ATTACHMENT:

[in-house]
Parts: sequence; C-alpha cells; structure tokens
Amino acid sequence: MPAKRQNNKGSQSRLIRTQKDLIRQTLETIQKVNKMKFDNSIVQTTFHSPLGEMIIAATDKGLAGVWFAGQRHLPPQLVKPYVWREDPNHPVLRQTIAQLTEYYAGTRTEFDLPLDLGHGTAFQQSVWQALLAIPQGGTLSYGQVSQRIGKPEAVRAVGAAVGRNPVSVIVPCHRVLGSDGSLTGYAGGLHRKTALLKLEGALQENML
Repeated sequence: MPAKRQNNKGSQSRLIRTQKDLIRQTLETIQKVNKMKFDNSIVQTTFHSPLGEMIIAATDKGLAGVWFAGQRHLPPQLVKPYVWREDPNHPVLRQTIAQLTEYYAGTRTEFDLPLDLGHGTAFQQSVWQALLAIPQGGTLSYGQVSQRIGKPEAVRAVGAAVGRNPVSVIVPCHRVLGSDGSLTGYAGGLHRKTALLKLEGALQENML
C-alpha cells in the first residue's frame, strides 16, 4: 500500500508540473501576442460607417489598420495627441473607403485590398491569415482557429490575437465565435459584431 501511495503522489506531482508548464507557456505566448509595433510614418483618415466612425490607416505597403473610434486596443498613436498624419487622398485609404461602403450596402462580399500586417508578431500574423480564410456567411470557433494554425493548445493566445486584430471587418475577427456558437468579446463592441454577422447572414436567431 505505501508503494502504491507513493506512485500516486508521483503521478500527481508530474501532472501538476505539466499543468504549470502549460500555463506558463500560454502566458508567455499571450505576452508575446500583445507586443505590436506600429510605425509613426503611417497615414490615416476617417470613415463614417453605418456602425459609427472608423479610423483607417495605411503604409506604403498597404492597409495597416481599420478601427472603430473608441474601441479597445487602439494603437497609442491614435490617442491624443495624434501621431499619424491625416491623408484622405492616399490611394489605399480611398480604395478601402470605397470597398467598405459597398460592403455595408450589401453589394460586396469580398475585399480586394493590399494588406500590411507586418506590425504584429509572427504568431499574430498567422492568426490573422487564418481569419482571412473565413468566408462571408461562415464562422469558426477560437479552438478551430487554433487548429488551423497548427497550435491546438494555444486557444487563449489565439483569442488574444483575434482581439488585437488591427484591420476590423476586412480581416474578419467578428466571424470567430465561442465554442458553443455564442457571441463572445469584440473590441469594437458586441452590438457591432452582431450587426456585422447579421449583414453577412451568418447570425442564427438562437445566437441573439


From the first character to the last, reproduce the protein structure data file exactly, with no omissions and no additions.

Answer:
[in-house]
Parts: sequence; C-alpha cells; structure tokens
Amino acid sequence: MPAKRQNNKGSQSRLIRTQKDLIRQTLETIQKVNKMKFDNSIVQTTFHSPLGEMIIAATDKGLAGVWFAGQRHLPPQLVKPYVWREDPNHPVLRQTIAQLTEYYAGTRTEFDLPLDLGHGTAFQQSVWQALLAIPQGGTLSYGQVSQRIGKPEAVRAVGAAVGRNPVSVIVPCHRVLGSDGSLTGYAGGLHRKTALLKLEGALQENML
Repeated sequence: MPAKRQNNKGSQSRLIRTQKDLIRQTLETIQKVNKMKFDNSIVQTTFHSPLGEMIIAATDKGLAGVWFAGQRHLPPQLVKPYVWREDPNHPVLRQTIAQLTEYYAGTRTEFDLPLDLGHGTAFQQSVWQALLAIPQGGTLSYGQVSQRIGKPEAVRAVGAAVGRNPVSVIVPCHRVLGSDGSLTGYAGGLHRKTALLKLEGALQENML
C-alpha cells in the first residue's frame, strides 16, 4: 500500500508540473501576442460607417489598420495627441473607403485590398491569415482557429490575437465565435459584431 501511495503522489506531482508548464507557456505566448509595433510614418483618415466612425490607416505597403473610434486596443498613436498624419487622398485609404461602403450596402462580399500586417508578431500574423480564410456567411470557433494554425493548445493566445486584430471587418475577427456558437468579446463592441454577422447572414436567431 505505501508503494502504491507513493506512485500516486508521483503521478500527481508530474501532472501538476505539466499543468504549470502549460500555463506558463500560454502566458508567455499571450505576452508575446500583445507586443505590436506600429510605425509613426503611417497615414490615416476617417470613415463614417453605418456602425459609427472608423479610423483607417495605411503604409506604403498597404492597409495597416481599420478601427472603430473608441474601441479597445487602439494603437497609442491614435490617442491624443495624434501621431499619424491625416491623408484622405492616399490611394489605399480611398480604395478601402470605397470597398467598405459597398460592403455595408450589401453589394460586396469580398475585399480586394493590399494588406500590411507586418506590425504584429509572427504568431499574430498567422492568426490573422487564418481569419482571412473565413468566408462571408461562415464562422469558426477560437479552438478551430487554433487548429488551423497548427497550435491546438494555444486557444487563449489565439483569442488574444483575434482581439488585437488591427484591420476590423476586412480581416474578419467578428466571424470567430465561442465554442458553443455564442457571441463572445469584440473590441469594437458586441452590438457591432452582431450587426456585422447579421449583414453577412451568418447570425442564427438562437445566437441573439